Tuesday, Jun 11, 2024

The Biggest Night of the Year in Lakewood

It was over two decades ago and one of the first times I spent the Yom Tov of Shavuos in Lakewood as a talmid learning in Bais Medrash Govoah. After finishing the seudah fairly quickly in order to return to the yeshiva's bais medrash before all of the seats were taken, I walked in and found the bais medrash already 90% full. My chavrusah and I found shtenders and sat down to learn. I remember putting my feet on the bottom bar of the old wooden shtender (the type they used to have at Bais Medrash Govoah) that would be my companion for the night.

It was an old shtender. So old, in fact, that the bottom piece upon which the feet rest was so indented from years of use that the majority of the wood was rubbed out, leaving only a thin piece for one’s feet. The shtender was also rubbed shiny from its years of use. I remember the thoughts flitting through my mind: “How many thousands of hours of Torah learning has this shtender experienced? If this shtender could talk, how many heated arguments over a difficult Tosafos, Rashba or Rambam would it recall? How many smacks did it absorb as talmidei chachomim, in their passion when emphasizing a point to a chavrusah who disagreed, gave a klop on the shtender? How many thousands of hours of hasmadah, deep dedication to learning the devar Hashem, had taken place on this shtender for the footrest to become so whittled down?


It was a simple wooden shtender, a domeim, an inanimate object, but somehow, in the wonderful, kedushah-permeated atmosphere of the bais medrash, I felt a kinship with it. If there was anything that felt like tashmishei kedushah,holy objects whose purpose is to serve kedushah, it was that shtender. That shtender was a symbol of dedication to learning, of time – hours upon hours, day after day – spent toiling in Torah learning. As old and as well-worn as that shtender was, it served as a symbol of a different era, the era of Lakewood that my rabbeim talked about with such fervor and such nostalgia.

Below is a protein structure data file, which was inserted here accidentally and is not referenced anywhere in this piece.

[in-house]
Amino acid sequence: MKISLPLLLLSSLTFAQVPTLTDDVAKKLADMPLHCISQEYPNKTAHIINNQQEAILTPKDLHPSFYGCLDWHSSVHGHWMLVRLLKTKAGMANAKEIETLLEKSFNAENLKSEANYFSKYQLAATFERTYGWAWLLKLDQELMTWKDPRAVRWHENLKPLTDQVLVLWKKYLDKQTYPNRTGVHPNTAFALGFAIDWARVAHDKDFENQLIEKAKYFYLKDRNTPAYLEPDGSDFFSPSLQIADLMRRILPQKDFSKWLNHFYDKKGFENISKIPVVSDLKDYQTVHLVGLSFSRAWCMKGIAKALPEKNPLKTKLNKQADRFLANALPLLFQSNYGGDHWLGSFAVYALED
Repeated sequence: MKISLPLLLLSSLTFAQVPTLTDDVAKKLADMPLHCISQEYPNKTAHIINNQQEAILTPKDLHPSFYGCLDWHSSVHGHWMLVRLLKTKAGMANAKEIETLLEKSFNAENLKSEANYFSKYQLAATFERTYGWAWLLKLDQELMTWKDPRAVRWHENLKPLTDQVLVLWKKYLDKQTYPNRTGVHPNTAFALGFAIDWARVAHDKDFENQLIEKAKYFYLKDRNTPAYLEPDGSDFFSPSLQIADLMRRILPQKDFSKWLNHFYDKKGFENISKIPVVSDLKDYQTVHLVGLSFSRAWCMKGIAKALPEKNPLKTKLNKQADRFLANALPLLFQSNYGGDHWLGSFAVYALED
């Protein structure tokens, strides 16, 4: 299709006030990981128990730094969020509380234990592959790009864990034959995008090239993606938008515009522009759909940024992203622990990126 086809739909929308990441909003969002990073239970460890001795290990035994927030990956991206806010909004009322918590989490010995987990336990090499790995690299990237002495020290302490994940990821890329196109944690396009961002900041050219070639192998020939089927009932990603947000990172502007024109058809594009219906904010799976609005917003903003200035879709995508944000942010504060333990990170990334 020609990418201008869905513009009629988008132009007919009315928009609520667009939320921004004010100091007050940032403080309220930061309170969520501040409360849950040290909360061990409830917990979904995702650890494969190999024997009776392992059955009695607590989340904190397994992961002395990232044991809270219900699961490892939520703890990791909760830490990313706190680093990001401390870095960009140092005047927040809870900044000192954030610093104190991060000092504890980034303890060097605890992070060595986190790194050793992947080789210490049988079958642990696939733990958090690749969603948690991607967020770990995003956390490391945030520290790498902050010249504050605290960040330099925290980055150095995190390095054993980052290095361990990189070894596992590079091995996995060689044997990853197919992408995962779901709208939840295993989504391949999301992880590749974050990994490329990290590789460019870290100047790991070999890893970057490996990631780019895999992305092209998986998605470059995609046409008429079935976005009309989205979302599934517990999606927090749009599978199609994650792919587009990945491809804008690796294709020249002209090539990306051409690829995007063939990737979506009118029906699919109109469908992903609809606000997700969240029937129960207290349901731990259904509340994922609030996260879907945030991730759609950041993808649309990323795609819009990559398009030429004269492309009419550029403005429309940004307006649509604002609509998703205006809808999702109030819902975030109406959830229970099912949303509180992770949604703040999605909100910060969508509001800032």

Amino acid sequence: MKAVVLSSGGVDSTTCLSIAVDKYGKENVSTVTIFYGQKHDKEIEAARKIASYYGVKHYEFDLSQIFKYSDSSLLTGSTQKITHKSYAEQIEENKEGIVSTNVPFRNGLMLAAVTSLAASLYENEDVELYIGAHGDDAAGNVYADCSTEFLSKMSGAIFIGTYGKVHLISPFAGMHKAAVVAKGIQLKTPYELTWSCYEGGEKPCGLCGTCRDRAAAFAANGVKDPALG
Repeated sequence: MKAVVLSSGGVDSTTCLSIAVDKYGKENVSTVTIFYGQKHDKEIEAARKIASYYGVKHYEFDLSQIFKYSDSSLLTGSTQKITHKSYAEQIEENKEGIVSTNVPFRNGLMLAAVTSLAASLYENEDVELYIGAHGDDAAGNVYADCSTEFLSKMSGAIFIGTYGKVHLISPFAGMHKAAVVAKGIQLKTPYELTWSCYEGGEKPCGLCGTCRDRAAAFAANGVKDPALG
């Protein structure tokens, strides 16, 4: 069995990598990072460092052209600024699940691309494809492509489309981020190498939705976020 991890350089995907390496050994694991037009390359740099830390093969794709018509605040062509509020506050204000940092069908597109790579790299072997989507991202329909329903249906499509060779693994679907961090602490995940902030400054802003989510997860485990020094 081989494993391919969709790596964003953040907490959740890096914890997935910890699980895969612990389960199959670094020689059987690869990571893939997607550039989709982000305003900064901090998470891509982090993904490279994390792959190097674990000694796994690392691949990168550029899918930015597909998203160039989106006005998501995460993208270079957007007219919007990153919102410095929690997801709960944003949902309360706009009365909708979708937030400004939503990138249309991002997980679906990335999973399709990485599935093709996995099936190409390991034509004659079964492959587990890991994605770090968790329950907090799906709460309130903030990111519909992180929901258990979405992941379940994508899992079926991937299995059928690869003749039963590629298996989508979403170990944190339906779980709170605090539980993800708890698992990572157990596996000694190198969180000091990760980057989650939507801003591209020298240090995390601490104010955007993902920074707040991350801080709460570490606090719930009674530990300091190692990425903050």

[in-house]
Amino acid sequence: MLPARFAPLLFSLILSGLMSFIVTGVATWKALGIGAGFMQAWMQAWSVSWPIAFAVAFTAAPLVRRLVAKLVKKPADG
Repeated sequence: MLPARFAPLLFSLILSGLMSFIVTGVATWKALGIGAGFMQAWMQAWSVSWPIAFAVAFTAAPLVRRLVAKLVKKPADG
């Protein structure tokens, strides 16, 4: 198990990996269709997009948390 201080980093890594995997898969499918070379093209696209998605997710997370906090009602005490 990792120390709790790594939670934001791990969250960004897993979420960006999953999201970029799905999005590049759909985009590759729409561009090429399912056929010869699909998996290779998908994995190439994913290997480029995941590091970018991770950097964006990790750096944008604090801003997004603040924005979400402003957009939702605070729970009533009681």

It’s hard to pinpoint, but looking back to my mesivta years and my rabbeim who had been Lakewood talmidim when the yeshiva was a fraction of its current size, the picture one got when they spoke about Lakewood in the early years was that of a revolutionary feeling. Lakewood then consisted of a very small group of bochurim and yungeleit who were literally taking on or, as it were, figuratively thumbing their nose at all the preconceived norms in the world in general and the frum world in particular.


They spoke about Torah lishmah. They told stories about “the rosh yeshiva zt”l,” as they called Rav Aharon Kotler, and how he changed the paradigm and inculcated the ideal of Torah lishmah. How he created an atmosphere that not only didn’t attach importance to materialism, wealth and comfort, but almost disdained them.


These young pioneers were revolutionaries, and they changed the face of Torah in America. They often battled family members, hostility and indifference. They made do with the absolute materialistic minimum so that they could sit and learn. They sacrificed, but that sacrifice reaped tremendous fruit. Many of them went on to become roshei yeshiva and rabbeim who influenced thousands of their own talmidim. They ushered in an era when kollel and long-term kollel learning have become mainstream.


Indeed, the proof that the revolution was so successful is that it became mainstream.




It always seemed that the Yom Tov of Shavuos was one that, more than anything else, highlighted the success of the Torah revolution that transformed America. There was and is electricity in the air on Shavuos in Lakewood. It is not a coincidence that so many flock to Lakewood to spend Shavuos with family members. Without a doubt, leil Shavuos is the biggest night of the year in Lakewood, symbolizing the revolutionary transformation that America experienced thanks to the idealism and mesirus nefesh of a few handfuls of Torah pioneers.